Modeling Polymers for Next-Generation Manufacturing and Sustainability

New computational methods “fingerprint” polymer motions under flow.

Modeling Polymers for Next-Generation Manufacturing and Sustainability
Courtesy of Oak Ridge National Laboratory
Models of polymer molecular chains illustrate the changing dynamics during melting in manufacturing. The background image suggests the many molecular configurations possible due to Brownian motion in the polymer as the chains gain freedom and deform.

The Science

Polymers are large molecules that are made by linking a series of identical building blocks. They are attractive for manufacturing because they are inexpensive and easy to process and modify. To expand polymers’ applications and improve their sustainability, scientists need a greater understanding of their structural dynamics. These soft materials experience changing conditions during manufacturing. This can affect their final properties and performance. As polymers undergo phase changes (for example, from solid to liquid) the way they react to forces becomes increasingly complex and hard to measure. In this work, researchers combined theory and computational modeling to characterize melted polymers under steady flow conditions. They found universal features that can aid in the design of advanced polymer materials.

The Impact

Polymers are advancing manufacturing, especially additive manufacturing or 3D printing. Companies can use these low-cost, easily processed soft materials to make many different parts, tools, and products. Advancing polymers could enable industry to efficiently manufacture higher quality products with tailored properties and intricate shapes and structures. This would expand polymers’ use in high-performance applications such as automobiles and aerospace. Researchers have a good understanding of polymer dynamics in an equilibrium state. However, they lack information about how polymers respond to stress and temperature changes during processing. The modeling approach in this study allows researchers to extract this information. This could lead to more accurate predictions of performance and better design of polymer materials.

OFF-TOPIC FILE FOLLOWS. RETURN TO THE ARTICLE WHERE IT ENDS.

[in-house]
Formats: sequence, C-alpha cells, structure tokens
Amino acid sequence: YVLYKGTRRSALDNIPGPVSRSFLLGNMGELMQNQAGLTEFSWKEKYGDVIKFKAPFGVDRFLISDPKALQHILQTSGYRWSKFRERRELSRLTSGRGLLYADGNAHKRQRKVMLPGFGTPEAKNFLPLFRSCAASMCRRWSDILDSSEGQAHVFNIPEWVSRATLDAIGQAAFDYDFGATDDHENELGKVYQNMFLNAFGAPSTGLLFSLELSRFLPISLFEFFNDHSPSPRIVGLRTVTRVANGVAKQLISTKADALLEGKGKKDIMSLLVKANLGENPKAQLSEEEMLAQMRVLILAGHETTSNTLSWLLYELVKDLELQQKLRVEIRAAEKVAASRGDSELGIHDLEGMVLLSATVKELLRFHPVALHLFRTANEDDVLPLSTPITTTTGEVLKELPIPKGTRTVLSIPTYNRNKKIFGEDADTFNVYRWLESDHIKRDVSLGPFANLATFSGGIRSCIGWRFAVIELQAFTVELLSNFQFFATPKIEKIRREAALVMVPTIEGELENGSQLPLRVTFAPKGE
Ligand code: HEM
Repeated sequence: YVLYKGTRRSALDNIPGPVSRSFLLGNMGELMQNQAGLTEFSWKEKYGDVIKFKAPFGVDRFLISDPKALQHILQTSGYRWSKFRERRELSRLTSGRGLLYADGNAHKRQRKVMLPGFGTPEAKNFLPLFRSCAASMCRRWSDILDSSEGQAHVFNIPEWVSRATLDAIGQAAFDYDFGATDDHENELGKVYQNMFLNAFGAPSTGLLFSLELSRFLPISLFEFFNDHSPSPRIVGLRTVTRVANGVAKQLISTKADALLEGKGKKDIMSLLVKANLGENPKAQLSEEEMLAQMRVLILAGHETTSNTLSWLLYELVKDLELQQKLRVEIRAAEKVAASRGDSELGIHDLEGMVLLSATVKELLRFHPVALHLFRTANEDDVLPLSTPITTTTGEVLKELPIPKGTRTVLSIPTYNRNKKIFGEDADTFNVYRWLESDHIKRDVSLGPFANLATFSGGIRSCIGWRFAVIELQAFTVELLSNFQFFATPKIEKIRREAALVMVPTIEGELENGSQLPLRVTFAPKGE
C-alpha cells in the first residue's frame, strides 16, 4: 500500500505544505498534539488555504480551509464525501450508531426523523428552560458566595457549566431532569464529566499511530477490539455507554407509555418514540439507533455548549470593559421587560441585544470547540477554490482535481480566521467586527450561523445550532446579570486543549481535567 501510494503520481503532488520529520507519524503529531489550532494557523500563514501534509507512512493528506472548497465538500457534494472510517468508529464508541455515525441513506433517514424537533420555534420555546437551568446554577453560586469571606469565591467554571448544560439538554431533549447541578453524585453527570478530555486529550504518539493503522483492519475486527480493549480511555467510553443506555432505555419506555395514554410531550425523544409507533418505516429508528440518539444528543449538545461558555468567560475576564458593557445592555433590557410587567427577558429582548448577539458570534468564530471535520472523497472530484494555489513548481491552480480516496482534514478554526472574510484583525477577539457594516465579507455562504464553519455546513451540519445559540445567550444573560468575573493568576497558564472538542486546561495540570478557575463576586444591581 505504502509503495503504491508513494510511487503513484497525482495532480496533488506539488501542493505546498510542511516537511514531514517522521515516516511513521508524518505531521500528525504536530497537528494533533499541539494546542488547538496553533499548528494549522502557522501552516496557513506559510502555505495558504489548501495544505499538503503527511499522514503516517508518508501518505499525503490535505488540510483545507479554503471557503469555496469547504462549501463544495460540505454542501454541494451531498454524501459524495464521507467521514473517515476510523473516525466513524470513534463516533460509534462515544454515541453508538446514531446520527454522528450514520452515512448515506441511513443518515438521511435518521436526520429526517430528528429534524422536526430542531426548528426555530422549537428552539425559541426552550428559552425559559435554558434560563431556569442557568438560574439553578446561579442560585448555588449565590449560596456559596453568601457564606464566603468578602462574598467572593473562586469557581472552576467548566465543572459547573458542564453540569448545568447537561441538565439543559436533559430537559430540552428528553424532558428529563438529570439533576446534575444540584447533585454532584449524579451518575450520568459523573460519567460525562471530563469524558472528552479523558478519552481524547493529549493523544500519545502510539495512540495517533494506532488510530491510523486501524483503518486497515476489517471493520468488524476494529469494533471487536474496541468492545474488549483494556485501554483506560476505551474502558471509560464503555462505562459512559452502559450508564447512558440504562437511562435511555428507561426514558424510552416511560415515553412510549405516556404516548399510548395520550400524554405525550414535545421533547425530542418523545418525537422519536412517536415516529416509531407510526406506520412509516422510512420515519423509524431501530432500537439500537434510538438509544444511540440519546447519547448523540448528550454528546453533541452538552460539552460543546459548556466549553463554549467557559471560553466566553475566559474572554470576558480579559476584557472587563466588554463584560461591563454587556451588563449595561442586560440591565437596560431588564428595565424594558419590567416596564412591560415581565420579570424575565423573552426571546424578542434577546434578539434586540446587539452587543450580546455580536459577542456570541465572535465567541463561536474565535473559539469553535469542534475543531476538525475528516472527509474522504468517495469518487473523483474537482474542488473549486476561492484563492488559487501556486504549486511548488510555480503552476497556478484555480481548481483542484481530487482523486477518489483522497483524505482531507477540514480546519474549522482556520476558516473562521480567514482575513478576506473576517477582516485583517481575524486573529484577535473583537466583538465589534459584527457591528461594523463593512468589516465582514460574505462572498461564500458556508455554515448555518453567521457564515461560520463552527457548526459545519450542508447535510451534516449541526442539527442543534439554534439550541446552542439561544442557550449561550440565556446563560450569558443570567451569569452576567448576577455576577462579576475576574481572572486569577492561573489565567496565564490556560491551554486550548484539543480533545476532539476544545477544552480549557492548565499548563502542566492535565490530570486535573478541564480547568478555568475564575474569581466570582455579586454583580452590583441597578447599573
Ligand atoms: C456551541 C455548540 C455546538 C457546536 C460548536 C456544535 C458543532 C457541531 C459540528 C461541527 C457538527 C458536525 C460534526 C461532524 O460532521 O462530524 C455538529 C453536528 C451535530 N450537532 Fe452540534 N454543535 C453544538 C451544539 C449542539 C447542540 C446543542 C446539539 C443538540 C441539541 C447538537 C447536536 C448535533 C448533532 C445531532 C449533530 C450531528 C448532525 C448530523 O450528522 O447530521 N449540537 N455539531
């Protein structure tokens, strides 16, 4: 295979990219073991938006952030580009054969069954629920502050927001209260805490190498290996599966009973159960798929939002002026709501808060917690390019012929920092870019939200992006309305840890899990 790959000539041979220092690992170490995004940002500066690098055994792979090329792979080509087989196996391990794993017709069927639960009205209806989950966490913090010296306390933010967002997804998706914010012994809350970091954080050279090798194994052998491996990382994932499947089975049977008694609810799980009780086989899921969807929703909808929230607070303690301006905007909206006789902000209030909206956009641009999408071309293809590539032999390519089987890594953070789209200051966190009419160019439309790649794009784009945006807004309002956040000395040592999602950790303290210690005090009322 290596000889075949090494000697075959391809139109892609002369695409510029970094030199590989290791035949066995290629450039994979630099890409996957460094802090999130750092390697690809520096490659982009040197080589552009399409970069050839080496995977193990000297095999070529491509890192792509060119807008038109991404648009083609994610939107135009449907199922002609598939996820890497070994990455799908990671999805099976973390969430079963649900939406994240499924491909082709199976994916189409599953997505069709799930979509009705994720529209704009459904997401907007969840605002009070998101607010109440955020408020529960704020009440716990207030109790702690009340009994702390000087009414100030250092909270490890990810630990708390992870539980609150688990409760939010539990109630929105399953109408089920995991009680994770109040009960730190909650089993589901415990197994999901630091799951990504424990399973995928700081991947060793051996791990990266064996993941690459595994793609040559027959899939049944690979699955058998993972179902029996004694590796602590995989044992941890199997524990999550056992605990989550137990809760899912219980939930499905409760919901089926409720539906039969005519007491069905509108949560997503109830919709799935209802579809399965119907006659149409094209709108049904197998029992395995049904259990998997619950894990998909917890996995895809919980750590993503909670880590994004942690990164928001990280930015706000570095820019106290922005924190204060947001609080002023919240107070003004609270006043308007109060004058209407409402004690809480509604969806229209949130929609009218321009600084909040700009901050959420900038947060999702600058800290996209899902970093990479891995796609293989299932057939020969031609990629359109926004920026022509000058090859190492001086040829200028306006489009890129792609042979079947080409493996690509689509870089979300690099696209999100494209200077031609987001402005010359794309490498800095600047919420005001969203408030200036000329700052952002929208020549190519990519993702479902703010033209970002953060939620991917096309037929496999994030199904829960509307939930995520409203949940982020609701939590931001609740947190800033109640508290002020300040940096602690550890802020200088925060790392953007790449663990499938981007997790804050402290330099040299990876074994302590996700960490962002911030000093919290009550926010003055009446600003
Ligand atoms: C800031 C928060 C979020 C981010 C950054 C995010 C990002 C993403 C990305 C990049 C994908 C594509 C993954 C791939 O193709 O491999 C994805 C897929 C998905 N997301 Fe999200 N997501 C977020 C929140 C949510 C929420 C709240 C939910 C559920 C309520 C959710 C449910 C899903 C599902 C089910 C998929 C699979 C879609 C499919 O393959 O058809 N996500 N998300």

Polymer materials, including plastic and rubber, are made up of long chains of molecules that can be moved around by applying energy, such as changing the temperature or applying an external force. In the bulk polymer material, many of these polymer chains are entangled and interact via randomized motion, or Brownian motion, that can be directly linked to observable properties. Car tires, for example, become more flexible at higher temperatures and more rigid in cold weather. When polymers are melted, they flow, meaning molecular chains interact with themselves and other molecule chains and are also free to move differently in different directions. Probability theory can characterize polymer physics in an equilibrium state but has not been sufficient to describe polymers under flow that introduce additional mathematical complexity.

In this study, researchers introduced two key methods to “fingerprint” complex polymer flow dynamics. They expanded on Brownian motion with complementary reference frames to address single polymer chain motions relative to flow and used a spherical harmonic expansion technique to resolve anisotropic movement.


Yangyang Wang
Center for Nanophase Materials Sciences
Oak Ridge National Laboratory


The work is supported by the Department of Energy (DOE) Office of Science Early Career Research Program Award and used resources at the Center for Nanophase Materials Sciences and the Oak Ridge Leadership Computing Facility, both of which are DOE Office of Science user facilities.


Wang, Y., et al. Fingerprinting Brownian Motions of Polymers under Flow. Physical Review Letters 129, 057801 (2022). [DOI: 10.1103/physrevlett.129.057801]

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